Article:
Public Lecture 'Eastern Europe and the South Caucasus: a common, contested or fragmented neighbourhood?' by Professor Laure Delcour (University Sorbonne Nouvelle, Paris)
On December 16, 2020, Professor Laure Delcour (University Sorbonne Nouvelle, Paris) gave an online public lecture 'Eastern Europe and the South Caucasus: a common, contested or fragmented neighbourhood?'.
The lecture gathered professors and students from various campuses of HSE University, Plekhanov Russian University of Economics (Moscow), Lobachevsky University (Nizhny Novgorod), University of Bologna, St Petersburg State University, Ca Foscari University of Venice, RUDN University (Moscow), International Islamic University in Islamabad, OSCE Academy (Bishkek), Institute of Europe of the Russian Academy of Sciences (Moscow), Tomsk State University, Free University of Berlin.
Professor Delcour presented her research that will soon appear as a chapter in a new collective volume on EU-Russia relations edited by Tatiana Romanova. She explained that in the late1990-early 2000s, the EU and Russia envisaged cooperating in what would become a “common neighbourhood” after the 2004 EU’s enlargement, namely Eastern Europe and the South Caucasus. However, in the early 2010s the region turned into a “contested neighbourhood” where the EU’s and Russia’s integration projects (the Eastern Partnership and the Eurasian Economic Union) collide. Yet the resulting picture is not a clear-cut division between countries engaged in Russia-driven and EU-led projects. While Russia is able to use its multifaceted leverages with a view to undermining further integration with the EU, it does not offer a fully-fledged alternative model which may prove attractive to Eastern European and South Caucasian countries. Conversely, while unable to either exert influence over conflicts or counter Russia’s security clout the EU remains attractive for many of the in-between countries. The resulting picture is a fragmented neighbourhood, in which EU-Russia interaction and domestic developments are tightly entangled.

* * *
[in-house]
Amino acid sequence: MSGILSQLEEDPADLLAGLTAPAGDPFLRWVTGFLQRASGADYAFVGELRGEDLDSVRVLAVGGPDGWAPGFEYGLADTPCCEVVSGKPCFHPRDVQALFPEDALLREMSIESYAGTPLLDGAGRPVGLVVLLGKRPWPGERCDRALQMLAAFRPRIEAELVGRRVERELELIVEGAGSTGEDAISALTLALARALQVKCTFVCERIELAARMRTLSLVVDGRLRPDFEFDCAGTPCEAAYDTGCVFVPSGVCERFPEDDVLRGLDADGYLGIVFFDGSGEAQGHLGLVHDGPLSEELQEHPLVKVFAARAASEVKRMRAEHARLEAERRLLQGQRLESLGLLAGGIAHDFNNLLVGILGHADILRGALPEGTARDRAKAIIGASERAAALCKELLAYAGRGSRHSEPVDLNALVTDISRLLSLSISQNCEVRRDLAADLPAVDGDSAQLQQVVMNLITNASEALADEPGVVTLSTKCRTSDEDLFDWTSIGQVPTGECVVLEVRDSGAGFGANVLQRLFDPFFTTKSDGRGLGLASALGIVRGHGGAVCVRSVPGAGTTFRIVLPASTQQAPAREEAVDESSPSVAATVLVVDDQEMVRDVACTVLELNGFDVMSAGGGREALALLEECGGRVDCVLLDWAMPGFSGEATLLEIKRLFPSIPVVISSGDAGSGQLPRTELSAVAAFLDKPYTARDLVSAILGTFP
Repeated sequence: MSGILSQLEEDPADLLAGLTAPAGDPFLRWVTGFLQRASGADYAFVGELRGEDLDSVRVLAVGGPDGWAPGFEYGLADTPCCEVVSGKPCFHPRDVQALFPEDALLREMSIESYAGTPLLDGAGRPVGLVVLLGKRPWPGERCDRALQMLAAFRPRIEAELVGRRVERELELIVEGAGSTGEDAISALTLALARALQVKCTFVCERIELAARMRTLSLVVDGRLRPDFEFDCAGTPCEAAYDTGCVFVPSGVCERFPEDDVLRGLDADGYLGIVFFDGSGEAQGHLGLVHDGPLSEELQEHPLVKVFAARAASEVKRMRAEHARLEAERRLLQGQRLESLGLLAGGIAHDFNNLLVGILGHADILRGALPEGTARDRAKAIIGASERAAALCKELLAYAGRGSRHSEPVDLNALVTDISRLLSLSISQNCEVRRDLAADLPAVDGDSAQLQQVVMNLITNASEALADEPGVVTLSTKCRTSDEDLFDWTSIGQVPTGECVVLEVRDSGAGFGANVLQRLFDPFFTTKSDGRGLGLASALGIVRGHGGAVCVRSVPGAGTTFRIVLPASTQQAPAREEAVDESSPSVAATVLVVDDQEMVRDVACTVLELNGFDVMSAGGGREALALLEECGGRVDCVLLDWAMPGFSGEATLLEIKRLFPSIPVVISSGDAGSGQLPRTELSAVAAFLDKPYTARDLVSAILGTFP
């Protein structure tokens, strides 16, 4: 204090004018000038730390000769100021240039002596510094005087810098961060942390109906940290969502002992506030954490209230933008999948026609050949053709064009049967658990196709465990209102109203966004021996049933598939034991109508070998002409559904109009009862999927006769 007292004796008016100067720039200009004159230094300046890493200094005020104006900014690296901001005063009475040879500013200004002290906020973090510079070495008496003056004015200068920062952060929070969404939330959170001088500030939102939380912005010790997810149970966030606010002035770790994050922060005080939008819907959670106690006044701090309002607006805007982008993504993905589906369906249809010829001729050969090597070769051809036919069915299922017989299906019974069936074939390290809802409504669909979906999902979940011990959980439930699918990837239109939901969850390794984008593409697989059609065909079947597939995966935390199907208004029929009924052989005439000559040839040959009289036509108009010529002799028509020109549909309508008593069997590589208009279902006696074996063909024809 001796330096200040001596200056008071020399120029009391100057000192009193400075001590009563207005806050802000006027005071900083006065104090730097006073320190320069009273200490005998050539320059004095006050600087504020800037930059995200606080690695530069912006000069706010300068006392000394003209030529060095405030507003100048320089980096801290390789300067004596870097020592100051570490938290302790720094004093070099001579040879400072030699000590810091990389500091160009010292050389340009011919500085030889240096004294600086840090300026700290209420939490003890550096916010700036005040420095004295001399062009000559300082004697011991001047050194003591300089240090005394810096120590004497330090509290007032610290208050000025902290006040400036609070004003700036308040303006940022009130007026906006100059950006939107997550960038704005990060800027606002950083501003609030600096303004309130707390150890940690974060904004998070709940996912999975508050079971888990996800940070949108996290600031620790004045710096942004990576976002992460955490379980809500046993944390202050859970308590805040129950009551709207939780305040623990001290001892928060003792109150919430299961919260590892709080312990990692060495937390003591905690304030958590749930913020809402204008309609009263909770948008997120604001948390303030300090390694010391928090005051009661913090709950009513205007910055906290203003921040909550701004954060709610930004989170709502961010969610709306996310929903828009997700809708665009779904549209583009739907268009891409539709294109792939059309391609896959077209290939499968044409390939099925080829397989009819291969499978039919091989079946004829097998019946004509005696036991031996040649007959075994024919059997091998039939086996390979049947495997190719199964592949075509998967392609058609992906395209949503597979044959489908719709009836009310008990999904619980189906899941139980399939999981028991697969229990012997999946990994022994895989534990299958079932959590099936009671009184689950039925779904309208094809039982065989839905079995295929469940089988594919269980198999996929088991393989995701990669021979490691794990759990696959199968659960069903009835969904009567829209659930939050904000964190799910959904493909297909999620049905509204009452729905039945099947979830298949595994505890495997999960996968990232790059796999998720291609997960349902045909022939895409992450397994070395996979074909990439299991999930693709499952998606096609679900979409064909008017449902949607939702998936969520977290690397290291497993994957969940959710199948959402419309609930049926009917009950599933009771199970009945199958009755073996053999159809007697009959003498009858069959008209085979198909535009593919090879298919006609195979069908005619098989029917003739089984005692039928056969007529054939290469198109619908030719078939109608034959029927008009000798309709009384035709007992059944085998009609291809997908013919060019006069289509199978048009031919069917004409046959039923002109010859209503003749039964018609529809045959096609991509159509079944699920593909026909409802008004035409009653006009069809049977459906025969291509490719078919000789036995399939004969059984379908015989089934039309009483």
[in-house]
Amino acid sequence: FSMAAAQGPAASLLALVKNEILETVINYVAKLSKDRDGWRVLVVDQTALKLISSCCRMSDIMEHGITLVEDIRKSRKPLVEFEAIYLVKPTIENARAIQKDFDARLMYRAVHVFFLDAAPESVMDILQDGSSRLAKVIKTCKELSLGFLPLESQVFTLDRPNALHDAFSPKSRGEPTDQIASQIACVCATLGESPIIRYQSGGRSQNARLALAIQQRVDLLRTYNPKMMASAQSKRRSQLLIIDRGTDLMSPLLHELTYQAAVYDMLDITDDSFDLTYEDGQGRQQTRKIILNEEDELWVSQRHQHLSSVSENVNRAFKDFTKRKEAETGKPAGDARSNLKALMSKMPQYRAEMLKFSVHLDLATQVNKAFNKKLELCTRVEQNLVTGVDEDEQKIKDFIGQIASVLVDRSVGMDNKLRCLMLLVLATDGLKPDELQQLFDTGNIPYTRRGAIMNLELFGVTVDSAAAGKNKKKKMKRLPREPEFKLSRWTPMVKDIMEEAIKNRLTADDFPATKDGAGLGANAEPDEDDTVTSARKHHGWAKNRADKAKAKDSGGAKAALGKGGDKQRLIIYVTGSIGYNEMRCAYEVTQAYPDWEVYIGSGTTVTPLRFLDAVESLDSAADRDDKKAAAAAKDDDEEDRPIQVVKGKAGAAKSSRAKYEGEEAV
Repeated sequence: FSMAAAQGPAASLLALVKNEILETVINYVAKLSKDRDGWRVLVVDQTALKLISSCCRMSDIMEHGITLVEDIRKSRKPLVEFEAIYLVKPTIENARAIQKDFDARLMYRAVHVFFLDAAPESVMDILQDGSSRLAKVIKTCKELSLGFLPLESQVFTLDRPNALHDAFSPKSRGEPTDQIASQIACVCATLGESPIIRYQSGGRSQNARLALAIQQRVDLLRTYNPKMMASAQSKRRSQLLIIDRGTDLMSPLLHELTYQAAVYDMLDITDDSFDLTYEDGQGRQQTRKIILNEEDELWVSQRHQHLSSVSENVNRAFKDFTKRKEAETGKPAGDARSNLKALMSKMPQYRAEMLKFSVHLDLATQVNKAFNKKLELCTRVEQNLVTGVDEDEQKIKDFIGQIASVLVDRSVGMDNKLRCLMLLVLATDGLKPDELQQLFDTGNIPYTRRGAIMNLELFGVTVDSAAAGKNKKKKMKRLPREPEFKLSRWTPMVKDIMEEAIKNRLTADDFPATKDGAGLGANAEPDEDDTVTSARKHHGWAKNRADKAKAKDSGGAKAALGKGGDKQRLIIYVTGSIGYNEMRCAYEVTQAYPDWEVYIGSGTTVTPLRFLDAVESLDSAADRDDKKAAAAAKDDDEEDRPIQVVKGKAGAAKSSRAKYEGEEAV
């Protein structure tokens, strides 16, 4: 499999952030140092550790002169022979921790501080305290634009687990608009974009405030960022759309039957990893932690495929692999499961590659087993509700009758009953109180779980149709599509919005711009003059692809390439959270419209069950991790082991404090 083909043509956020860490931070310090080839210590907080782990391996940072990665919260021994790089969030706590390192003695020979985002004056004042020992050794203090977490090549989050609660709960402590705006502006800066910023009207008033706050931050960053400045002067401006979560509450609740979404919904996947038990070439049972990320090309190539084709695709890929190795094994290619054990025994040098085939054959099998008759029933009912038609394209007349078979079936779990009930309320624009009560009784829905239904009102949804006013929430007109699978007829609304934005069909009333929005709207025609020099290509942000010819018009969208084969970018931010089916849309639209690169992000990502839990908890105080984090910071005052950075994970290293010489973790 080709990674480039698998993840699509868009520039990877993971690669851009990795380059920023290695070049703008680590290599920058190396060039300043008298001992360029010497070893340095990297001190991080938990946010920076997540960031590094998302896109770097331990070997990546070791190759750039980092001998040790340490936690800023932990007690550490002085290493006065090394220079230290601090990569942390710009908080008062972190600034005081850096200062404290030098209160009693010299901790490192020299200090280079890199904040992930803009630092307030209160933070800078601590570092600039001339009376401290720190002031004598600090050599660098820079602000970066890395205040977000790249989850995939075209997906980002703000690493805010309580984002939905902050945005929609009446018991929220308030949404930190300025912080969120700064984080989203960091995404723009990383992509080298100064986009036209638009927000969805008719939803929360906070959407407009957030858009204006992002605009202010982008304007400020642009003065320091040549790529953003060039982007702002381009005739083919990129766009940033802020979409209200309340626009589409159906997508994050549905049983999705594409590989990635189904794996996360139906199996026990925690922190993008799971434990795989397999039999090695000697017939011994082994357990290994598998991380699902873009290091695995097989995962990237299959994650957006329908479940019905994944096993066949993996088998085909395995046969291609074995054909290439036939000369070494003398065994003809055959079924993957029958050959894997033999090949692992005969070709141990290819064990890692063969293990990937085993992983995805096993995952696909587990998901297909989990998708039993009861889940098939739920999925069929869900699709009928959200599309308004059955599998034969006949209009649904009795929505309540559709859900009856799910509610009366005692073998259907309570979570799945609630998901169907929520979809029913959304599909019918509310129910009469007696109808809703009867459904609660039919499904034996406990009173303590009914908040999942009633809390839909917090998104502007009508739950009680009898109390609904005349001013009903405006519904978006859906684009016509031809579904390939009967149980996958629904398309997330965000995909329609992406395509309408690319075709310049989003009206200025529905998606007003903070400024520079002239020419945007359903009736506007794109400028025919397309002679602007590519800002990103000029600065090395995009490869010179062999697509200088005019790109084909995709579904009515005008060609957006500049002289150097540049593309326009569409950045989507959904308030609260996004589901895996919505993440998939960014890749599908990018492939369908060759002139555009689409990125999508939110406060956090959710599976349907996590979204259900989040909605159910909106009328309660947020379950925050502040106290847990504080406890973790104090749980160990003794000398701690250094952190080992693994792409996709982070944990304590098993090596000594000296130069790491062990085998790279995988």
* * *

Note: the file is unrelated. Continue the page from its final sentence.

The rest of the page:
This online talk, which stimulated many interesting questions and a fruitful academic discussion, launched a cycle of public lectures organised by the MA Programme “Comparative Politics of Eurasia”. Please follow announcements on the Programme website.